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Make sure your business is prepared

Posted by cat5shuttersllc on January 14, 2014

Make sure your business is preparedLess than two years after starting a wholesale and retail footwear business, Kyle Berner saw his entrepreneurial dreams come to a screeching halt.

The April 2010 BP oil spill in the Gulf of Mexico resulted in a delayed shipment of about 10,000 pairs of flip-flops he was planning to package and ship to customers ahead of the busy summer season. Though the items had already been paid for by the customers, the hold-up lasted six weeks—and by then his customers weren’t interested in reordering his company’s eco-friendly flip-flops, as they had the previous spring.

“We were in trouble of actually going out of business because we didn’t have any cash reserves,” says Mr. Berner, 32 years old, who juggled odd jobs before founding Feelgoodz in New Orleans in 2008.

To salvage the situation, he quickly signed up with daily-deal website Groupon GRPN -1.28% to run a three-day sale of his flip-flops for 50% off. While the stunt didn’t net him a profit, it did generate enough cash for his business to make a loan payment on time.

If he could do things over again, Mr. Berner says he would account for extra working capital when raising start-up funds.

“We would’ve made sure we had a miscellaneous pad of cash for the unknown,” he says, adding that he now stashes away enough money to cover about three months’ worth of business expenses. “You just never know what life will toss your way.”

Taking “what if” precautions may not seem urgent or even necessary if you’re an entrepreneur just starting out. But it can be wise to set aside some funds and plan ahead in other ways in case a calamity strikes. Just one tragic event could set a new venture back several months or even destroy it for good.

Roughly 25% of small businesses fail to reopen after a major disaster, according to the Institute for Business & Home Safety.

Protecting a new venture from the threat of an unexpected fiasco doesn’t require a lot of money or hard work, says Gail Moraton, business-resiliency manager for the Tampa-based nonprofit.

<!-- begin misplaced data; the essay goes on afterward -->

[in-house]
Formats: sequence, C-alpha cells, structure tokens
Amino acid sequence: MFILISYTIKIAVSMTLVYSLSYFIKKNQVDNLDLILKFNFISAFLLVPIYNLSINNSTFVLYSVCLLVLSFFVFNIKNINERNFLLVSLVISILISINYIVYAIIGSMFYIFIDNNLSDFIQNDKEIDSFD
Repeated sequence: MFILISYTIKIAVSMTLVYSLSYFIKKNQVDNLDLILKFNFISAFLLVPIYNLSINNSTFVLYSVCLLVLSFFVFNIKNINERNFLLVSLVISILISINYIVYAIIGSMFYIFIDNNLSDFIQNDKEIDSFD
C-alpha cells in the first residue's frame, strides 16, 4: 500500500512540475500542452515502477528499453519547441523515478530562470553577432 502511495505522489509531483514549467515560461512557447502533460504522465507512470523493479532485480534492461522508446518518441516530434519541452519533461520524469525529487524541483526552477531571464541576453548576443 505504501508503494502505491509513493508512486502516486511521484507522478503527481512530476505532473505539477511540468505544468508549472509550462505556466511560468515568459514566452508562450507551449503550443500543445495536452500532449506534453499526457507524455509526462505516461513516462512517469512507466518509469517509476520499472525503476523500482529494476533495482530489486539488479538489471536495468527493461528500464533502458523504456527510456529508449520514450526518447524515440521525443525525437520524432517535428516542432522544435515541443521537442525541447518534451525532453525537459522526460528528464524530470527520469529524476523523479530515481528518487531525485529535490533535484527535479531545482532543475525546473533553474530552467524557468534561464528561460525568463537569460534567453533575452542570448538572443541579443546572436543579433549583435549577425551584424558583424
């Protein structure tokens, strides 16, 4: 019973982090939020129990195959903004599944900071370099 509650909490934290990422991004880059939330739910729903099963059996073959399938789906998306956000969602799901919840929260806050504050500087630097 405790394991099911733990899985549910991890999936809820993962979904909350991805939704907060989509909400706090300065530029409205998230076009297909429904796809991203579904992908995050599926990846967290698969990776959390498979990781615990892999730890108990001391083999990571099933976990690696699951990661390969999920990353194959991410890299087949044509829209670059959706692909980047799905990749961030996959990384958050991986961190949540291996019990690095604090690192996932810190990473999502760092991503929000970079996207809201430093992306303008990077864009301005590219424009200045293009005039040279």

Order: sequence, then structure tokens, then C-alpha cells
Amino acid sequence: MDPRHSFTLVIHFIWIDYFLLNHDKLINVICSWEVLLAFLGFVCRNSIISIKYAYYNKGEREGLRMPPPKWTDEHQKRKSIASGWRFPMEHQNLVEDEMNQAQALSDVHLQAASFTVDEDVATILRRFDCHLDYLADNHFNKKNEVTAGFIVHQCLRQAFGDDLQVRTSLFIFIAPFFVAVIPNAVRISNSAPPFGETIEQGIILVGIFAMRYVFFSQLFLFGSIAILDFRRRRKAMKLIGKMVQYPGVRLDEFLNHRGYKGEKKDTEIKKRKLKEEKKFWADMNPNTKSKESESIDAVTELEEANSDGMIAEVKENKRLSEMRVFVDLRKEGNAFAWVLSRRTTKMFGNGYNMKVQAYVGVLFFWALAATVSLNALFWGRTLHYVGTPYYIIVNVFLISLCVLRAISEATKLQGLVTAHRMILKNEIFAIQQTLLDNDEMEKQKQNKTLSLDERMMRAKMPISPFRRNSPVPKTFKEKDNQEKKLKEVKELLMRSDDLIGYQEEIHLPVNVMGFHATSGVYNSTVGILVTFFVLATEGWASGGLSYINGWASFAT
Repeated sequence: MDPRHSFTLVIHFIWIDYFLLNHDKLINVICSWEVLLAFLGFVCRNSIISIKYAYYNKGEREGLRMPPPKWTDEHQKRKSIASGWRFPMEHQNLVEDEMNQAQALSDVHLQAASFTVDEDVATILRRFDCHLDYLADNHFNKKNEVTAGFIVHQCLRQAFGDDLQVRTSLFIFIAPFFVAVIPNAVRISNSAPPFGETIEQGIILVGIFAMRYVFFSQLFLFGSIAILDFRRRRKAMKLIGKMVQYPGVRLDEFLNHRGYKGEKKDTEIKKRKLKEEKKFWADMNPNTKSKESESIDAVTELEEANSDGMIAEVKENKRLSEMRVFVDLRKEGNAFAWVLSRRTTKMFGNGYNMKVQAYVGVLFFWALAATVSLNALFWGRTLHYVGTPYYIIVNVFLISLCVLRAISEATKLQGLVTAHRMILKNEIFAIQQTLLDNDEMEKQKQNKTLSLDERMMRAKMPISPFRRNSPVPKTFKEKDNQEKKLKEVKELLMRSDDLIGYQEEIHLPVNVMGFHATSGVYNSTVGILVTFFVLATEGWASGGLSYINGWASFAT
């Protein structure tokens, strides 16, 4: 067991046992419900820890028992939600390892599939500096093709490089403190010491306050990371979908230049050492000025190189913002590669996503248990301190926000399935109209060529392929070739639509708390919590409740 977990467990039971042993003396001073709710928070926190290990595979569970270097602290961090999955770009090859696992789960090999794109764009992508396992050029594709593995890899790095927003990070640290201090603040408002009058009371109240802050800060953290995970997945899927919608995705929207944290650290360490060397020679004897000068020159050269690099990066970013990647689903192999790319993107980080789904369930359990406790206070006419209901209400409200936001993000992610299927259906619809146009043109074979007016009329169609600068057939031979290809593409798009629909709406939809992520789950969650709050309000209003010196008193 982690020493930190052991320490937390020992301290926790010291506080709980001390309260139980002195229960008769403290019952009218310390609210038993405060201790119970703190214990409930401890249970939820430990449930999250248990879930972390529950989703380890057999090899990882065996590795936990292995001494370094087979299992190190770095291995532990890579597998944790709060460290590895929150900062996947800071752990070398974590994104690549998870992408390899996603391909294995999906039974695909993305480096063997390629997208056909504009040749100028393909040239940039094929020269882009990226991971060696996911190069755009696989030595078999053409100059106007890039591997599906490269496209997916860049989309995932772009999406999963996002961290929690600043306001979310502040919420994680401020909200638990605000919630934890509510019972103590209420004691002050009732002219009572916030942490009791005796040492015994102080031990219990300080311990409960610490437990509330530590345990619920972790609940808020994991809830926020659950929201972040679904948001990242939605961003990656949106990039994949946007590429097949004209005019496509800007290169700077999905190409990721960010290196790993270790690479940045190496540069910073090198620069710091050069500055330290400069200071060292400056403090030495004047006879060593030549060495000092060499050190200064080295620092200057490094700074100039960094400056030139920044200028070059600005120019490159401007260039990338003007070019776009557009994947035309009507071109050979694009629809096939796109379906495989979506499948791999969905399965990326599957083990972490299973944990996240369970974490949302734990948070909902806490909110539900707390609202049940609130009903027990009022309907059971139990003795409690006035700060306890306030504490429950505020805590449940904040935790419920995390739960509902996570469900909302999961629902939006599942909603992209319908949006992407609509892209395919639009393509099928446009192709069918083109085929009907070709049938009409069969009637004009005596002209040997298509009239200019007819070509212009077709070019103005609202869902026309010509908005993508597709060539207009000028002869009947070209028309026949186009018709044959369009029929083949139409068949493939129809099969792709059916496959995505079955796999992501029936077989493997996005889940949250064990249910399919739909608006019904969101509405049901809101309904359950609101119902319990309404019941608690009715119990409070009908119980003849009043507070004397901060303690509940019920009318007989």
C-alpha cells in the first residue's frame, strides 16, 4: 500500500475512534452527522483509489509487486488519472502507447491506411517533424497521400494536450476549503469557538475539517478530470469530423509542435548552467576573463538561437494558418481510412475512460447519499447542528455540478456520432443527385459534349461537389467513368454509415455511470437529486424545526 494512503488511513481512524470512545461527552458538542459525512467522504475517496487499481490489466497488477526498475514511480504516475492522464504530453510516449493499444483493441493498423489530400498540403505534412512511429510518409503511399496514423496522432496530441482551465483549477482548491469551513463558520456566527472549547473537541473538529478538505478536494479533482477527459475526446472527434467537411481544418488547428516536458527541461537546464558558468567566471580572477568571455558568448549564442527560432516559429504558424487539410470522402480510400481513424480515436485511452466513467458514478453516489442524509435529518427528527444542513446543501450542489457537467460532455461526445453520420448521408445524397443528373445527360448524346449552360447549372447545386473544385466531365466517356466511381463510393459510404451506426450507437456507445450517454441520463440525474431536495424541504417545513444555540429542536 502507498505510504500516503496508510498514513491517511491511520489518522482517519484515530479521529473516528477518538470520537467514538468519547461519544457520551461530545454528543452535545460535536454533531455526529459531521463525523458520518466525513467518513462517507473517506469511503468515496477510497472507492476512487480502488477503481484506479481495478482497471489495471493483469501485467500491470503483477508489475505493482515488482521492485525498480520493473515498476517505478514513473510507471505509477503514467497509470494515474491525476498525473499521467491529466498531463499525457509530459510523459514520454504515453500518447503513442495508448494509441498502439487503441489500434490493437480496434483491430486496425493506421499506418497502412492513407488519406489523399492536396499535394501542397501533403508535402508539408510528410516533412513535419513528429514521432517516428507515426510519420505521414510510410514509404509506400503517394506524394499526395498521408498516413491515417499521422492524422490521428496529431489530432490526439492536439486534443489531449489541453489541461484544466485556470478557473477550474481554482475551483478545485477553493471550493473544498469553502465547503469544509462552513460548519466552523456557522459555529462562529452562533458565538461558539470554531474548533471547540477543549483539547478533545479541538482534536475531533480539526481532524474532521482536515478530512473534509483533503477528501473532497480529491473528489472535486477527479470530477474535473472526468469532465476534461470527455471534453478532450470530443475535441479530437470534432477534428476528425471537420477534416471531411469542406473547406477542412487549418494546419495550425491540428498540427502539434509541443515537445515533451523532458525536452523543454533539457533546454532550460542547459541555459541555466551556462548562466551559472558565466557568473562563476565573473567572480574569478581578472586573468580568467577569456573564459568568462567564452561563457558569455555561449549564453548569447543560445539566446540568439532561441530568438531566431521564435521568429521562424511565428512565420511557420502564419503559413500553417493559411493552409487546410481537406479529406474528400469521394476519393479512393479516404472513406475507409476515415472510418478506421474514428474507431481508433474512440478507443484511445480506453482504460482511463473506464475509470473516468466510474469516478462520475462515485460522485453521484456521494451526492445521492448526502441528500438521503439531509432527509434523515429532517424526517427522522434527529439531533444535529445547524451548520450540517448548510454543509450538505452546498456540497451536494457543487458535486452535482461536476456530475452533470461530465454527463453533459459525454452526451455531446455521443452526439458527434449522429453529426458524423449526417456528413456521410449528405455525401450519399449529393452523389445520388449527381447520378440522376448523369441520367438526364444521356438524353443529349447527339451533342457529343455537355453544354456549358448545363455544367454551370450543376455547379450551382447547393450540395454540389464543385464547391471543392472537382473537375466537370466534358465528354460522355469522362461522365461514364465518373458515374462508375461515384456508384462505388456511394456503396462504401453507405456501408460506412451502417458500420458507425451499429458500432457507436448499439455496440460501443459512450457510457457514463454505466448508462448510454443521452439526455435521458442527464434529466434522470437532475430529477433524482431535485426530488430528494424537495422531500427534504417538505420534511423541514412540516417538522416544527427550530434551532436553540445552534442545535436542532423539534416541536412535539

For starters, she recommends writing up a set of instructions describing exactly how your business functions, including who is responsible for doing each task, security passwords and contact information for key vendors. Then store it in a safe place outside of the office that you and your management team can easily access if necessary.

“It’s about having all this information available because when a disaster hits, you’re not going to remember all of these things,” she says.

Meanwhile, begin building a cash safety net to cover short-term expenses, such as a few months’ worth of payroll and supplier fees, says Dennis Ceru, an adjunct professor of entrepreneurship at Babson College in Wellesley, Mass. This could help you keep your business going while you wait for things to get back to normal following an unforeseen event that temporarily puts your operations on hold.

Taking this step also could help you avoid a disruption should a key vendor or customer suffer from a disaster—preventing you from receiving the inventory or income you rely on. In fact, you might want to ask your prospective business partners if they have a business-continuity plan before agreeing to team up with them on any major projects, adds Ms. Moraton.

As for insurance, your business may be required by law to purchase a certain amount of protection, such as if you’re located in an area prone to flooding or tornados. But don’t assume this will cover you for other potential hazards or that once you’ve taken out a policy, you’re in good hands for the long haul.

“You have to understand what your insurance covers and what it excludes,” says Mr. Ceru. “You always want to have at least an annual review of your coverage, especially if you’re a start-up, because you may quickly exceed the initial coverage as your business grows larger.”

Finally, keep in mind that disaster takes many forms.

Zachary Rose of New York lost tens of thousands of dollars last year when an employee stole critical paperwork from his lead-certification-training business.